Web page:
Alternative dispute resolution (ADR)
The Land Court is committed to resolving disputes fairly, cost-effectively and efficiently. ADR makes an important contribution to the court achieving that goal.
ADR in the Land Court
In all cases, the court encourages parties to reach agreement without the need for a hearing. It offers ADR processes to assist the parties to do so:
Some of those processes may be convened by the judicial registrar or a member of the court. However, the convenor might be drawn from its ADR panel of specialist convenors.
The court’s ADR panel of specialist convenors
The court established the ADR panel to help parties find a suitably qualified convenor.
To be accepted for the panel, a convenor must be accredited under national mediator accreditation standards. Importantly, they must also possess qualifications or experience that is relevant to the types of cases filed in the court.
Their additional qualifications and experience mean the convenors will have a better understanding of:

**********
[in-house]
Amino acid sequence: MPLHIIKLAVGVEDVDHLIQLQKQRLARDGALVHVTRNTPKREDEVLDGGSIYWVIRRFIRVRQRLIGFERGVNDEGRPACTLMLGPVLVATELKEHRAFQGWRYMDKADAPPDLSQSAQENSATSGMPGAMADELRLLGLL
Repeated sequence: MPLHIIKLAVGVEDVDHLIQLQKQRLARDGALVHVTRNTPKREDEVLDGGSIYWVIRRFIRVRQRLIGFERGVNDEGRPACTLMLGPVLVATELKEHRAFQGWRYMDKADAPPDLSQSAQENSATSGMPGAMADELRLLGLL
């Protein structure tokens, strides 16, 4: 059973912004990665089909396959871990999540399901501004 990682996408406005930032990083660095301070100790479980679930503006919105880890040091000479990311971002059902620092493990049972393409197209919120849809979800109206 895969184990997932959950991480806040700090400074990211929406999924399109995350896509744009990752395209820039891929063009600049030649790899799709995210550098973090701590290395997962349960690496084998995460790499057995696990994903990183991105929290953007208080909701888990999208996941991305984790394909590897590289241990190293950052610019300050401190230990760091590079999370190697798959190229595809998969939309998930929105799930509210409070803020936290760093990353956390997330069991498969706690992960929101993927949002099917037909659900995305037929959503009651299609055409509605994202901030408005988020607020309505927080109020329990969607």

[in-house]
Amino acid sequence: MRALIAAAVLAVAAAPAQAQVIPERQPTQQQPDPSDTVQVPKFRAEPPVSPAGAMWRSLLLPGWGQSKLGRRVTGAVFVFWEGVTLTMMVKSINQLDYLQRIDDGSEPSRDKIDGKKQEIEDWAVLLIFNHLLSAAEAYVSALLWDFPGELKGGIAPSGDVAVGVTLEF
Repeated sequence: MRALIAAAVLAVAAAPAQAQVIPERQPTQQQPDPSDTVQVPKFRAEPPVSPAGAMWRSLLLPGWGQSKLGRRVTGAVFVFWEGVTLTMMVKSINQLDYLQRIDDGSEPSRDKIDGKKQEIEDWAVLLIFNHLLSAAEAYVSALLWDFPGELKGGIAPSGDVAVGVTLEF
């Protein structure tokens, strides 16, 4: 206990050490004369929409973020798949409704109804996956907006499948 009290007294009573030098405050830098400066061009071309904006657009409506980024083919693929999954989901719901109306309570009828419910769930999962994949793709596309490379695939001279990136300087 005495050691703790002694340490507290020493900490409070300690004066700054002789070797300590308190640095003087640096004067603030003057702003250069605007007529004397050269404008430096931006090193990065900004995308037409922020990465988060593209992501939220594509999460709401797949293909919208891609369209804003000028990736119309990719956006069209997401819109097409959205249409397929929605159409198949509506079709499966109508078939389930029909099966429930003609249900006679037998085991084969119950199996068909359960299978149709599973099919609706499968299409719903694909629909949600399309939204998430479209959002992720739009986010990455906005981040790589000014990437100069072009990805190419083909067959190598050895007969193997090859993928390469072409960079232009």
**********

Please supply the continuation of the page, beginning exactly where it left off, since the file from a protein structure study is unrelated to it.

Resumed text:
- the circumstances of the parties and the issues likely to arise in their disputes
- the options to resolve the disputes
- the court’s processes, if the case must be heard by the court.
ADR consent orders
At any stage after a case commences in the court, the parties can request a referral to ADR.
The court strongly encourages parties to use the court’s ADR panel before starting a case in the court. The parties can engage a convenor on the ADR panel at any time by agreement. They might agree on a particular convenor, or they might agree on a process to choose a convenor from the ADR panel . Examples of a process to choose a convenor include:
- One party nominates one or more convenors and the other party chooses (ADR Form 1 ).
- They agree that a third person, such as the registrar of the court, will choose the convenor (ADR Form 1 ).
One of the options for pre-filing ADR is case appraisal.